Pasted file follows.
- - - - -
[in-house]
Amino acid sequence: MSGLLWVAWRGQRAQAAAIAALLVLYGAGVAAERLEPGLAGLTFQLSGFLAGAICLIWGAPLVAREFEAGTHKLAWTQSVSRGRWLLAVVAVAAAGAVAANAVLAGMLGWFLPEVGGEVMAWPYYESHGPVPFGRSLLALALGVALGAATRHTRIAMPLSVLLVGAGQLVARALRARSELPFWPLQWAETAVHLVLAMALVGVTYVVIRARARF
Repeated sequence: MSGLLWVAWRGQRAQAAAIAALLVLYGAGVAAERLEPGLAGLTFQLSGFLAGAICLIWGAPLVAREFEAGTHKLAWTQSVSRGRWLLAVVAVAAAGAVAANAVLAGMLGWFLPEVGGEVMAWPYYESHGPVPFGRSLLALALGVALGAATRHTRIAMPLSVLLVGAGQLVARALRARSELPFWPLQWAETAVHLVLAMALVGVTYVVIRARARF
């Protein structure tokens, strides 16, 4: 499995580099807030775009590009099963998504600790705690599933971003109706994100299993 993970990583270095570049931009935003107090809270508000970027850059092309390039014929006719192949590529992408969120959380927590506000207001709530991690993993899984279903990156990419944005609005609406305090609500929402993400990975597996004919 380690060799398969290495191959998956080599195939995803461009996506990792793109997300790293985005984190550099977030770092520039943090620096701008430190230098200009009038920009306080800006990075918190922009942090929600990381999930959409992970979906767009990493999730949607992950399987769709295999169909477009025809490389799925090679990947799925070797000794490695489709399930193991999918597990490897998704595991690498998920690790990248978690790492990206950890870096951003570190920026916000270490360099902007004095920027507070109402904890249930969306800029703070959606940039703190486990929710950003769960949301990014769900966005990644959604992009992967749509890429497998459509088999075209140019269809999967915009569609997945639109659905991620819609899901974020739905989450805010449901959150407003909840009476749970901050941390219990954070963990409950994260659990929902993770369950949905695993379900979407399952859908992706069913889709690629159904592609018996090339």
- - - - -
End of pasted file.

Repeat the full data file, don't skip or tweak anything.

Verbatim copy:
[in-house]
Amino acid sequence: MSGLLWVAWRGQRAQAAAIAALLVLYGAGVAAERLEPGLAGLTFQLSGFLAGAICLIWGAPLVAREFEAGTHKLAWTQSVSRGRWLLAVVAVAAAGAVAANAVLAGMLGWFLPEVGGEVMAWPYYESHGPVPFGRSLLALALGVALGAATRHTRIAMPLSVLLVGAGQLVARALRARSELPFWPLQWAETAVHLVLAMALVGVTYVVIRARARF
Repeated sequence: MSGLLWVAWRGQRAQAAAIAALLVLYGAGVAAERLEPGLAGLTFQLSGFLAGAICLIWGAPLVAREFEAGTHKLAWTQSVSRGRWLLAVVAVAAAGAVAANAVLAGMLGWFLPEVGGEVMAWPYYESHGPVPFGRSLLALALGVALGAATRHTRIAMPLSVLLVGAGQLVARALRARSELPFWPLQWAETAVHLVLAMALVGVTYVVIRARARF
């Protein structure tokens, strides 16, 4: 499995580099807030775009590009099963998504600790705690599933971003109706994100299993 993970990583270095570049931009935003107090809270508000970027850059092309390039014929006719192949590529992408969120959380927590506000207001709530991690993993899984279903990156990419944005609005609406305090609500929402993400990975597996004919 380690060799398969290495191959998956080599195939995803461009996506990792793109997300790293985005984190550099977030770092520039943090620096701008430190230098200009009038920009306080800006990075918190922009942090929600990381999930959409992970979906767009990493999730949607992950399987769709295999169909477009025809490389799925090679990947799925070797000794490695489709399930193991999918597990490897998704595991690498998920690790990248978690790492990206950890870096951003570190920026916000270490360099902007004095920027507070109402904890249930969306800029703070959606940039703190486990929710950003769960949301990014769900966005990644959604992009992967749509890429497998459509088999075209140019269809999967915009569609997945639109659905991620819609899901974020739905989450805010449901959150407003909840009476749970901050941390219990954070963990409950994260659990929902993770369950949905695993379900979407399952859908992706069913889709690629159904592609018996090339």